Drive by Shooting

A nice spring drive….

Lots of tractors were on the road and in the fields.

Babas were everywhere, like this one on the side of the road with a full wheel barrow. Nothing shocks me here!

One more Baba, all of them in the socially acceptable Baba uniform. skirt, kerchief, sweater, Vest, dark stockings, and opanci (plastic flat ballet flats). Serbian Fashion for all the Babas!

One more for the road… A Deda and his tractor.

What a great day to be outside!

Sometimes when I see these beautiful houses, it isn’t hard to imagine Heidi from the classic old story living in them.

Happy Saturday everyone!! Thanks for stopping by.

Dobar Dan

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Spring Forward into Life

Last weekend the time changed in Europe. That fact is irrelevant to this blurb. Almost.

Trouble on two continents, family issues, and work that had to be done worked in tandem with germs from the little miss. A cold stopped me in my tracks. One whole day, I was down for the count. A day later, I was not fully recovered. but mentally, I was renewed.

The physical rest gave my mind the break it needed! Now, I am back in Black and White!! and Technicolor! Alive again after a long cold winter of cabin fever.

Joyful Yellow Flowers!! Happy Spring!

I am about ready to get back to work on Baba and Deda’s house renovations. Spring house cleaning has begun!! Putting winter away and bringing out new seasons things! Just like the Trees! Hip Hip Horrah!

The celebration of spring has begun in Serbia and all over the northern sphere!! There is a new energy! Longer days and a new mindset! My brain, like the trees is blooming with new ideas!  Get out and enjoy the green sprouting from the formerly drab brown ground and feast your eyes on the fresh sprigs!   It will make you feel alive!

Pops of color are everywhere. Even the street cracks are bursting with dandelions that are growing under water spouts.

The idea of renewal is one that suits the story of Uskurs or Easter. Easter weekend has hit the Western world, We have a week yet for it to hit the Eastern Orthodox part of the world. Preparations are in progress. I think nature does the best part of the prep work!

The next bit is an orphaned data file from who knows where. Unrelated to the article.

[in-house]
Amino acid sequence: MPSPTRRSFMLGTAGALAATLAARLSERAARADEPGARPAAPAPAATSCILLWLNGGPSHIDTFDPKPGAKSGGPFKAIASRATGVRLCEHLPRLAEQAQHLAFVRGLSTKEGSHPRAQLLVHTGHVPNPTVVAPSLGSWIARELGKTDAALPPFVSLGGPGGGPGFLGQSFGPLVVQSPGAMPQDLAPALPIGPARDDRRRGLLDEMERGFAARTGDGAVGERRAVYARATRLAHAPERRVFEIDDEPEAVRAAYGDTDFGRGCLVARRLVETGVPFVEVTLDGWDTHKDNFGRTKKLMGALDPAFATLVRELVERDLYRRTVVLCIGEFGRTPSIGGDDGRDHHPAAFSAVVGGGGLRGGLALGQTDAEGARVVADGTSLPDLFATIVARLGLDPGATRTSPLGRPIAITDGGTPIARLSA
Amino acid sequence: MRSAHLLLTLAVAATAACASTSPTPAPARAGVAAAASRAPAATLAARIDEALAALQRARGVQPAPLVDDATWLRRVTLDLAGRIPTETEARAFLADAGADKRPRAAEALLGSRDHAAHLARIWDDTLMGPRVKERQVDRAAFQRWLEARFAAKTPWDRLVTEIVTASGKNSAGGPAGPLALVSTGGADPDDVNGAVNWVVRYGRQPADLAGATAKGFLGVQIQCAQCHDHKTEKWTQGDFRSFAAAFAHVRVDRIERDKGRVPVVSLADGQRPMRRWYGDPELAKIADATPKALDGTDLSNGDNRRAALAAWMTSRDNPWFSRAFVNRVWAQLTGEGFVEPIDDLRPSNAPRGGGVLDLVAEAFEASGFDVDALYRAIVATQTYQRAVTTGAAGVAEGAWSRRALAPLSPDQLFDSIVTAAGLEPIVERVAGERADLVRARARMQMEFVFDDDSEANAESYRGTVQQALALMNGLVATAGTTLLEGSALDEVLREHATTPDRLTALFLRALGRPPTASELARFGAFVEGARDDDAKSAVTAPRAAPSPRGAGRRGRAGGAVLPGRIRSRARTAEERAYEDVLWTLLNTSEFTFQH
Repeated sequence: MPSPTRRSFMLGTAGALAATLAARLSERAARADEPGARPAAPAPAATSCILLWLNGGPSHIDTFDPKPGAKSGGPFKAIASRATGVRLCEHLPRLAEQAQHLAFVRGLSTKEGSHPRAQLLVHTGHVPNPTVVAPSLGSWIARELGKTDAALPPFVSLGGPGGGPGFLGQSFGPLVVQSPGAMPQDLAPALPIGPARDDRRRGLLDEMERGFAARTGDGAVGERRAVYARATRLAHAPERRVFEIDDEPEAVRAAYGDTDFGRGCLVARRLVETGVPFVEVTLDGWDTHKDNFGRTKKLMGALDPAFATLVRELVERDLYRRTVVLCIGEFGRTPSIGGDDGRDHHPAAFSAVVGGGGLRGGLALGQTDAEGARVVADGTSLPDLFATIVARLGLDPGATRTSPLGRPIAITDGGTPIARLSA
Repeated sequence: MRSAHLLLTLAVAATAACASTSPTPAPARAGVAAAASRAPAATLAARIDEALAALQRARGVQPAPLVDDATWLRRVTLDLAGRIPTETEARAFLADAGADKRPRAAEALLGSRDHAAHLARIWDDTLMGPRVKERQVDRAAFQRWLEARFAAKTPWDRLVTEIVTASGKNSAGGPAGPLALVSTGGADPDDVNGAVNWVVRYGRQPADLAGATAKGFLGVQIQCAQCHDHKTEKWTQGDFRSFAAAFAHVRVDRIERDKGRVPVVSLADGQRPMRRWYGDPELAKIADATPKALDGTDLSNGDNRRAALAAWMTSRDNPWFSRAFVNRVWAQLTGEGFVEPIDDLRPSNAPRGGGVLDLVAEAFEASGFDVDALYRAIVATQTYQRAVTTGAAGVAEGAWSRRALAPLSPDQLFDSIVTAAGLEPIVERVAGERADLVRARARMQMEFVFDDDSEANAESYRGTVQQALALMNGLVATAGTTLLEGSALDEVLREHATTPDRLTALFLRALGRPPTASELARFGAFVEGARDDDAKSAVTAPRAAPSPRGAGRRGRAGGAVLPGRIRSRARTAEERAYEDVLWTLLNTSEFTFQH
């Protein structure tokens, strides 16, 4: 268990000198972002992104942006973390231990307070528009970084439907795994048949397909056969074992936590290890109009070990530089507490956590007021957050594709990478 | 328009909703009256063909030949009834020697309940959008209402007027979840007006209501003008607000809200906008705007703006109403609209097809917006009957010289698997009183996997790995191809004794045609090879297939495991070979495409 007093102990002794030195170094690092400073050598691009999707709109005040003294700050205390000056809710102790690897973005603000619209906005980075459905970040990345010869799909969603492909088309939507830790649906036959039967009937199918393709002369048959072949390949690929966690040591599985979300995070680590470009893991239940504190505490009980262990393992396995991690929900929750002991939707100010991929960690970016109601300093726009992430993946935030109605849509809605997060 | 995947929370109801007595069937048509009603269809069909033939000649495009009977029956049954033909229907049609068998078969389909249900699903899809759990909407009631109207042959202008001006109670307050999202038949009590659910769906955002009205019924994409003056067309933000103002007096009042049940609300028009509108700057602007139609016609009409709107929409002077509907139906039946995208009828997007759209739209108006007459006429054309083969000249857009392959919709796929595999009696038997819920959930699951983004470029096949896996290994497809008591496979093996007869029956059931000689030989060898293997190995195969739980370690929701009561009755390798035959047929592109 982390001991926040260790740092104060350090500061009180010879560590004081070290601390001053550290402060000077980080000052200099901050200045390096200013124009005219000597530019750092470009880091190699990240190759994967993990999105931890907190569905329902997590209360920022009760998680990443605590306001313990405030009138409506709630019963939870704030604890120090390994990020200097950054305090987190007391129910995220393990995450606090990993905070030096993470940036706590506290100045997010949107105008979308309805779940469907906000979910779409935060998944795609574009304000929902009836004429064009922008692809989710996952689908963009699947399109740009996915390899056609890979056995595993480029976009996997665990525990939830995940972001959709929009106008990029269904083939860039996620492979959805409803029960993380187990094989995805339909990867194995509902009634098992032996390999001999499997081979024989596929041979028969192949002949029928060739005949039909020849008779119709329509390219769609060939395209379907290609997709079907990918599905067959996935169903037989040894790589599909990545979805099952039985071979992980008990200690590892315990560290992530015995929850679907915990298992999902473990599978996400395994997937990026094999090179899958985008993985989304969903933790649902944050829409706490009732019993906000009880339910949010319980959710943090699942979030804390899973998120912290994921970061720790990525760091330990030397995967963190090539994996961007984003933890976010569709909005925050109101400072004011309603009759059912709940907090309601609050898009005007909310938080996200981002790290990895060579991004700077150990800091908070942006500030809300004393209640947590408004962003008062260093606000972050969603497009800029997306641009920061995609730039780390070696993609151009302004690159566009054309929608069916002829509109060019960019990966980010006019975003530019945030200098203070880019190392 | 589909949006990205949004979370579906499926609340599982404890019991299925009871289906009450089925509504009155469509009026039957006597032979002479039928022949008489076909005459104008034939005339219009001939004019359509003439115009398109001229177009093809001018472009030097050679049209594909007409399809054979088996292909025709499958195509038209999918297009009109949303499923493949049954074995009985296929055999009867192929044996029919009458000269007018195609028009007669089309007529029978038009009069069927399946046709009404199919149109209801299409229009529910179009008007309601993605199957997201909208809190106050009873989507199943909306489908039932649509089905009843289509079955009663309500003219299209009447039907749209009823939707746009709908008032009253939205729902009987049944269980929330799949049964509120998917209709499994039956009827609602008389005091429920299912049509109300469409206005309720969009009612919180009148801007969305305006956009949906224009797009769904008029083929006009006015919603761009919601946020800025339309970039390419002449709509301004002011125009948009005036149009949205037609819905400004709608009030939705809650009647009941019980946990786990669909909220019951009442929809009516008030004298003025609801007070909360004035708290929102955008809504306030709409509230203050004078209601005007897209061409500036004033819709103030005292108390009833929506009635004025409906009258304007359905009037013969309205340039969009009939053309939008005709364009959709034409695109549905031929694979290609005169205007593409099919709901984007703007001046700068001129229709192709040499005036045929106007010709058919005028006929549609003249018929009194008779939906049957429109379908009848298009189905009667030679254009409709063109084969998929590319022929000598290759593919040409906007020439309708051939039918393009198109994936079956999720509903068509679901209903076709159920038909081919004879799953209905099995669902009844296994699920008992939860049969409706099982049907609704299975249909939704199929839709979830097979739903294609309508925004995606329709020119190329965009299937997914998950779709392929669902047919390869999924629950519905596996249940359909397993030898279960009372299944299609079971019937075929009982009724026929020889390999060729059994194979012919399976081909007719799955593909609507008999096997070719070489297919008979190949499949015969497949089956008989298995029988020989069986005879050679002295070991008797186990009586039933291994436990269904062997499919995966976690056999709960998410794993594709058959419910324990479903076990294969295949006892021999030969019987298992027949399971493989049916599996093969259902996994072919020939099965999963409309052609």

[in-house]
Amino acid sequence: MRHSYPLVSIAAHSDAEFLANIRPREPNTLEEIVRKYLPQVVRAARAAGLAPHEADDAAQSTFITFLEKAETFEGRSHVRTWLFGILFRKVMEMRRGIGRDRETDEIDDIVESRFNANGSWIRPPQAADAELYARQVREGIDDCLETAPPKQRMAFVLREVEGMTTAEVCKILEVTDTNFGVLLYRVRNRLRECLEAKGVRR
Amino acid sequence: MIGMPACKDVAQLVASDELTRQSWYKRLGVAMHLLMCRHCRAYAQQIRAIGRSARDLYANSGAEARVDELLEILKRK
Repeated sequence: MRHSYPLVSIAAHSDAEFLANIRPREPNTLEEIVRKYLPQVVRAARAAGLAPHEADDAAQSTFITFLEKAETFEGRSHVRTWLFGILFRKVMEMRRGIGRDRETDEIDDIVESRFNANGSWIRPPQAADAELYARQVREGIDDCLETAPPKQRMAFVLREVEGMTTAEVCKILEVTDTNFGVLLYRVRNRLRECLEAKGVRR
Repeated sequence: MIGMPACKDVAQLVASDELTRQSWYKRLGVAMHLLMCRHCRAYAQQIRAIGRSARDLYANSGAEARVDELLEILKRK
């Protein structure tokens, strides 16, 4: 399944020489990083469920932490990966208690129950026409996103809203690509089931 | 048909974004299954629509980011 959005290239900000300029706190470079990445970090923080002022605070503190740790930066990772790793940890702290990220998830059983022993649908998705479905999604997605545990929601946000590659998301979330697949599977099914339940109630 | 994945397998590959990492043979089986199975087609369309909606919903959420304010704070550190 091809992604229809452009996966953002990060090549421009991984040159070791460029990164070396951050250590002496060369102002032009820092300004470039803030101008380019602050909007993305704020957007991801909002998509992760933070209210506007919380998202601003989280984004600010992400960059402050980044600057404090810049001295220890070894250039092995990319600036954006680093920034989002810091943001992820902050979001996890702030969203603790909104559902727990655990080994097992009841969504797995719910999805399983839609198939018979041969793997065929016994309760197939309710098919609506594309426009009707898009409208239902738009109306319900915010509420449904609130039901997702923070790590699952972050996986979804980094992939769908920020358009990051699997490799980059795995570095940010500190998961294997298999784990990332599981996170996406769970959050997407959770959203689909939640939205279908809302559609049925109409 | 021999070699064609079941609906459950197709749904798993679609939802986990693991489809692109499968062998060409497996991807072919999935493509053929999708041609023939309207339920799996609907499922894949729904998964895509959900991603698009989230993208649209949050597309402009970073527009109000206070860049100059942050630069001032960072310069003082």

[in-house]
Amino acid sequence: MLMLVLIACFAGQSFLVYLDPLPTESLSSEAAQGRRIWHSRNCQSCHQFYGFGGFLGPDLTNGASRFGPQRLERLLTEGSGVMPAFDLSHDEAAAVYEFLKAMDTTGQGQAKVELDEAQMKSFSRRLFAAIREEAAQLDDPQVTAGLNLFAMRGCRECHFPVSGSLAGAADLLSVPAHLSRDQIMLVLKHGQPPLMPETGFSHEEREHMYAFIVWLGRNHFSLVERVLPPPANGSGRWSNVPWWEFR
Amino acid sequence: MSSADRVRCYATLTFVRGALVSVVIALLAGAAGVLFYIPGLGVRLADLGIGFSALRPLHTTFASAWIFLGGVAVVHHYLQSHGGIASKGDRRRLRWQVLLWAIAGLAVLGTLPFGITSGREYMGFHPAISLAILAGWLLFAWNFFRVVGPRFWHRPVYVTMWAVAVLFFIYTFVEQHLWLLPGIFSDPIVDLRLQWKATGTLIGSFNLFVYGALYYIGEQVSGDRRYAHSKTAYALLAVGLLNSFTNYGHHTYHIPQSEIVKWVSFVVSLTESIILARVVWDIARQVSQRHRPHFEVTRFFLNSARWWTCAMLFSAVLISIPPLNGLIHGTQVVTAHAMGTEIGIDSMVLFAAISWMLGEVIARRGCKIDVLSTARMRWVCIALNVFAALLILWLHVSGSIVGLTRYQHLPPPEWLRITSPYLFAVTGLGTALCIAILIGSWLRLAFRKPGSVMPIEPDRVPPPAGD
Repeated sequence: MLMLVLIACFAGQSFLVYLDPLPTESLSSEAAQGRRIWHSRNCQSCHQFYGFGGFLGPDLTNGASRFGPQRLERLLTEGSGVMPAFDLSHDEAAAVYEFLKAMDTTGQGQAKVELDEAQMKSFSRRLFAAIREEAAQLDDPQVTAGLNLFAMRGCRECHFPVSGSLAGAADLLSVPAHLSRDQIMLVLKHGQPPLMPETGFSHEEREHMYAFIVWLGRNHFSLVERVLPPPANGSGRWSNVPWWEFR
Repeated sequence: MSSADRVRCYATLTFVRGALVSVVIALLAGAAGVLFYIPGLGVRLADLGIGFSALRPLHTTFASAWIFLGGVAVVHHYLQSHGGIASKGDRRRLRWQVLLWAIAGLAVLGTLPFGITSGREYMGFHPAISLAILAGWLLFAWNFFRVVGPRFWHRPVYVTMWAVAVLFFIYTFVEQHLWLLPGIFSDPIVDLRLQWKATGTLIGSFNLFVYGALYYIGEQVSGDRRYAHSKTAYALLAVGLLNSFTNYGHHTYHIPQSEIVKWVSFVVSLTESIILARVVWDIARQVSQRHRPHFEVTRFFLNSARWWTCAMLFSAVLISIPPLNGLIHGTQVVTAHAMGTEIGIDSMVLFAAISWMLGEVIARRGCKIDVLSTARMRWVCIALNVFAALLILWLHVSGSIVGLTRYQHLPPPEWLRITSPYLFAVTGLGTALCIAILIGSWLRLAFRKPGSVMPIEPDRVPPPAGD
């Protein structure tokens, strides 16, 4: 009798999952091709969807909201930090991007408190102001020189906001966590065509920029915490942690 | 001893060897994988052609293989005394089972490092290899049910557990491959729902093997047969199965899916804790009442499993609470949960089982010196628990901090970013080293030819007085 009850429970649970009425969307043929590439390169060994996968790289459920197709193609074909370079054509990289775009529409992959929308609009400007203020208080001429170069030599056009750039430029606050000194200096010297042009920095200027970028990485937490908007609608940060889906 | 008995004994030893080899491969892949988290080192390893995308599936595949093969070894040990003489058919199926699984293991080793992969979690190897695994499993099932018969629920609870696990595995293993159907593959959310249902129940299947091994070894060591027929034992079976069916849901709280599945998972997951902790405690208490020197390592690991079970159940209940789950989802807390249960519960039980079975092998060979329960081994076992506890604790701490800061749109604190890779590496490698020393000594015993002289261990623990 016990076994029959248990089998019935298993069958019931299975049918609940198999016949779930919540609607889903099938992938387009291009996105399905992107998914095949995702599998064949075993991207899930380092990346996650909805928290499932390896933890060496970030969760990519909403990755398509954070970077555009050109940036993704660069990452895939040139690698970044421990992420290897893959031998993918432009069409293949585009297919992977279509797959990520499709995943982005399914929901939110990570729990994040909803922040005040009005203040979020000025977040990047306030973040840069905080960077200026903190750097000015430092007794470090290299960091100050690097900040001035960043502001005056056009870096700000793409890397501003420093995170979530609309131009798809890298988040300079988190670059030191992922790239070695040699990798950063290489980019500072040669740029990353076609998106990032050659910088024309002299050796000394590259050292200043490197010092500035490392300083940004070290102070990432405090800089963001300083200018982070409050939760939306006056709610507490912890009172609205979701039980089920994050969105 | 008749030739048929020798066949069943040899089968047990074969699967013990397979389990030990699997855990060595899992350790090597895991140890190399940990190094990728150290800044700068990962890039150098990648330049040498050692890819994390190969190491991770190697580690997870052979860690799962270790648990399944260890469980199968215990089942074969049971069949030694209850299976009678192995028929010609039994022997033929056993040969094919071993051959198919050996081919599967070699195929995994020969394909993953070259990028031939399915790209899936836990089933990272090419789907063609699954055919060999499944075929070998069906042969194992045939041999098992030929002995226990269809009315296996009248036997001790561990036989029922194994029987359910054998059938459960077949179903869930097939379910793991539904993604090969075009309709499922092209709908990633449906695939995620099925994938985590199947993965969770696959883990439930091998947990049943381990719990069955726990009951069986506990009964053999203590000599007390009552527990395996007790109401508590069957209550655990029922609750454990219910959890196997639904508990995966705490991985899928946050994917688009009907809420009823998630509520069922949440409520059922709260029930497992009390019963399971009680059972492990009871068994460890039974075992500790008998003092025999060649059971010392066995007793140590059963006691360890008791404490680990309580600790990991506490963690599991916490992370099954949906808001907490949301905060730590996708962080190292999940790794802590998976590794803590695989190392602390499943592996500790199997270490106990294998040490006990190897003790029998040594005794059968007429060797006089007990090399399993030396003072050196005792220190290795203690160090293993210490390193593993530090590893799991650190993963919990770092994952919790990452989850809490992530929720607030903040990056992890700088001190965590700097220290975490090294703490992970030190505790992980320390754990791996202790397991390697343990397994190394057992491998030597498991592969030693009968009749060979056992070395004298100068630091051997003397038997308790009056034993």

Christ is Risen!!

Happy Easter to my friends and family!

Music to my Ears

This picture could have some many captions. These are the ones that come to mind and seem relevant to me right now.

A perfect mix of sounds, water lapping on the beach and piano music.

It ain’t over til the fat lady sings.

Fluid music

watery sounds

Beauty in ruins

Keep making music, even if the tide is coming in.

A lonely piano rests under the Brooklyn Bridge in NYC.

This little American chick will be singing in a  full on Serbian choir tomorrow. I am feeling a bit overwhelmed and intimidated.

The whole reason I joined the choir was to help me learn Serbian. It is kind of fitting my first performance will be for the celebration of Saint Sava. The patron saint of schools and education. Wish me luck! Hymna Sv. Sava, here I come!

And feel free to ad your own captions for the pic in the comments!

Cabbage Patch Kids

It’s harvest time! This week we were getting down and dirty in the garden. The only things that were naughty were the phallic looking or overly suggestive carrots. Shocking really how pornographic they can be.  Sorry no pics… I was afraid I may be reported for vegetable porn.

First, we conquered the cabbage patch. Profitable work, and fun ta boot! The hubby picked and peeled the balls of leaves. Cleaning off the layers of snail eaten bits and then passed me the heads to stack in the wheel barrel.